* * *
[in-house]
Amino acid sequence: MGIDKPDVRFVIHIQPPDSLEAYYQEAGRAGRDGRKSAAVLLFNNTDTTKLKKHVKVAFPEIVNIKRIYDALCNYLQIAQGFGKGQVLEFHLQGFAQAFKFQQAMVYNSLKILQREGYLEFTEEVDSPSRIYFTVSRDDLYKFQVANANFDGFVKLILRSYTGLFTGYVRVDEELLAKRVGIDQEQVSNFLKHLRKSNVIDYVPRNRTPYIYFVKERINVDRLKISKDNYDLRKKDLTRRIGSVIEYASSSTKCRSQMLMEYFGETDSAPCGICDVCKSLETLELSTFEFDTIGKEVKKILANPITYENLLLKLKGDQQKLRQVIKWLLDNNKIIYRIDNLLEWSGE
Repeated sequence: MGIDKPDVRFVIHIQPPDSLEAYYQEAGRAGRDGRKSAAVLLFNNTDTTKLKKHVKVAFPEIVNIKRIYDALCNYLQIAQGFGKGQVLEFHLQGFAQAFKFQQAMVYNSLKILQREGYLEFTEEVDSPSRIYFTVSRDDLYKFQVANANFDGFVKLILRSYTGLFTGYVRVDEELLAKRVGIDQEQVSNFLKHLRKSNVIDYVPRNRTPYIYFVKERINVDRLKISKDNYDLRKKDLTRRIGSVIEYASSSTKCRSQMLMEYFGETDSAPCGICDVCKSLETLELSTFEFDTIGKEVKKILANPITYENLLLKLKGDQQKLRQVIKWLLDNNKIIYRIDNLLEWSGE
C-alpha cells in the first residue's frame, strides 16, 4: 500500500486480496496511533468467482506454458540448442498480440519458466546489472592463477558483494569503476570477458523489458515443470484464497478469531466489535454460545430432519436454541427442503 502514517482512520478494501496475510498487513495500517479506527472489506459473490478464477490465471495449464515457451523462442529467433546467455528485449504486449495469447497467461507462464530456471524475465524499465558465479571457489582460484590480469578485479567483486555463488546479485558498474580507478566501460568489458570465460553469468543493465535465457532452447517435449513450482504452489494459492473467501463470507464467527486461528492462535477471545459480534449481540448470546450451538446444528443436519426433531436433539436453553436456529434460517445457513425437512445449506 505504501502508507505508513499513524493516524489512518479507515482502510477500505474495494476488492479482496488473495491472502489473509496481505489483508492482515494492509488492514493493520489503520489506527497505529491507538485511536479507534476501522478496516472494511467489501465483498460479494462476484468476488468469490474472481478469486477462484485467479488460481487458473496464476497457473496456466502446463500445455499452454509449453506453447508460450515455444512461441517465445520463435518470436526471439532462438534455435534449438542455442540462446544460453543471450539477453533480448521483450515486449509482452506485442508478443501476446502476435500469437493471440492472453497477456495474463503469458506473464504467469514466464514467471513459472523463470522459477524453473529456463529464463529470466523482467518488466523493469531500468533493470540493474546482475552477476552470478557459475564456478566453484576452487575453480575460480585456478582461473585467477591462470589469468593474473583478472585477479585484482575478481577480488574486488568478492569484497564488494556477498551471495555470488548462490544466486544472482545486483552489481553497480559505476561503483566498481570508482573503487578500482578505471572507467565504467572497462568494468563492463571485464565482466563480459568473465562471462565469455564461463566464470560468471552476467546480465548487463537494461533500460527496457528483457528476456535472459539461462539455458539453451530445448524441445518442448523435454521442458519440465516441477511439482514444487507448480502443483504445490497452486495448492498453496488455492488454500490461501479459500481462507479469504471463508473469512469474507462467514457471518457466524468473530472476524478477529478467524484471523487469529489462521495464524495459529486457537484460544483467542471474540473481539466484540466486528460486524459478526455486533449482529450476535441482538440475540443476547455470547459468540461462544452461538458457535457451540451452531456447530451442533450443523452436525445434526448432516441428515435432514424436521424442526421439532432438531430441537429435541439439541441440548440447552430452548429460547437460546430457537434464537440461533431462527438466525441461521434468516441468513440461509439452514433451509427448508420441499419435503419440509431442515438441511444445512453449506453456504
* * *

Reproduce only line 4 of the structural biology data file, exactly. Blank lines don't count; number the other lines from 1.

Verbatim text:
C-alpha cells in the first residue's frame, strides 16, 4: 500500500486480496496511533468467482506454458540448442498480440519458466546489472592463477558483494569503476570477458523489458515443470484464497478469531466489535454460545430432519436454541427442503 502514517482512520478494501496475510498487513495500517479506527472489506459473490478464477490465471495449464515457451523462442529467433546467455528485449504486449495469447497467461507462464530456471524475465524499465558465479571457489582460484590480469578485479567483486555463488546479485558498474580507478566501460568489458570465460553469468543493465535465457532452447517435449513450482504452489494459492473467501463470507464467527486461528492462535477471545459480534449481540448470546450451538446444528443436519426433531436433539436453553436456529434460517445457513425437512445449506 505504501502508507505508513499513524493516524489512518479507515482502510477500505474495494476488492479482496488473495491472502489473509496481505489483508492482515494492509488492514493493520489503520489506527497505529491507538485511536479507534476501522478496516472494511467489501465483498460479494462476484468476488468469490474472481478469486477462484485467479488460481487458473496464476497457473496456466502446463500445455499452454509449453506453447508460450515455444512461441517465445520463435518470436526471439532462438534455435534449438542455442540462446544460453543471450539477453533480448521483450515486449509482452506485442508478443501476446502476435500469437493471440492472453497477456495474463503469458506473464504467469514466464514467471513459472523463470522459477524453473529456463529464463529470466523482467518488466523493469531500468533493470540493474546482475552477476552470478557459475564456478566453484576452487575453480575460480585456478582461473585467477591462470589469468593474473583478472585477479585484482575478481577480488574486488568478492569484497564488494556477498551471495555470488548462490544466486544472482545486483552489481553497480559505476561503483566498481570508482573503487578500482578505471572507467565504467572497462568494468563492463571485464565482466563480459568473465562471462565469455564461463566464470560468471552476467546480465548487463537494461533500460527496457528483457528476456535472459539461462539455458539453451530445448524441445518442448523435454521442458519440465516441477511439482514444487507448480502443483504445490497452486495448492498453496488455492488454500490461501479459500481462507479469504471463508473469512469474507462467514457471518457466524468473530472476524478477529478467524484471523487469529489462521495464524495459529486457537484460544483467542471474540473481539466484540466486528460486524459478526455486533449482529450476535441482538440475540443476547455470547459468540461462544452461538458457535457451540451452531456447530451442533450443523452436525445434526448432516441428515435432514424436521424442526421439532432438531430441537429435541439439541441440548440447552430452548429460547437460546430457537434464537440461533431462527438466525441461521434468516441468513440461509439452514433451509427448508420441499419435503419440509431442515438441511444445512453449506453456504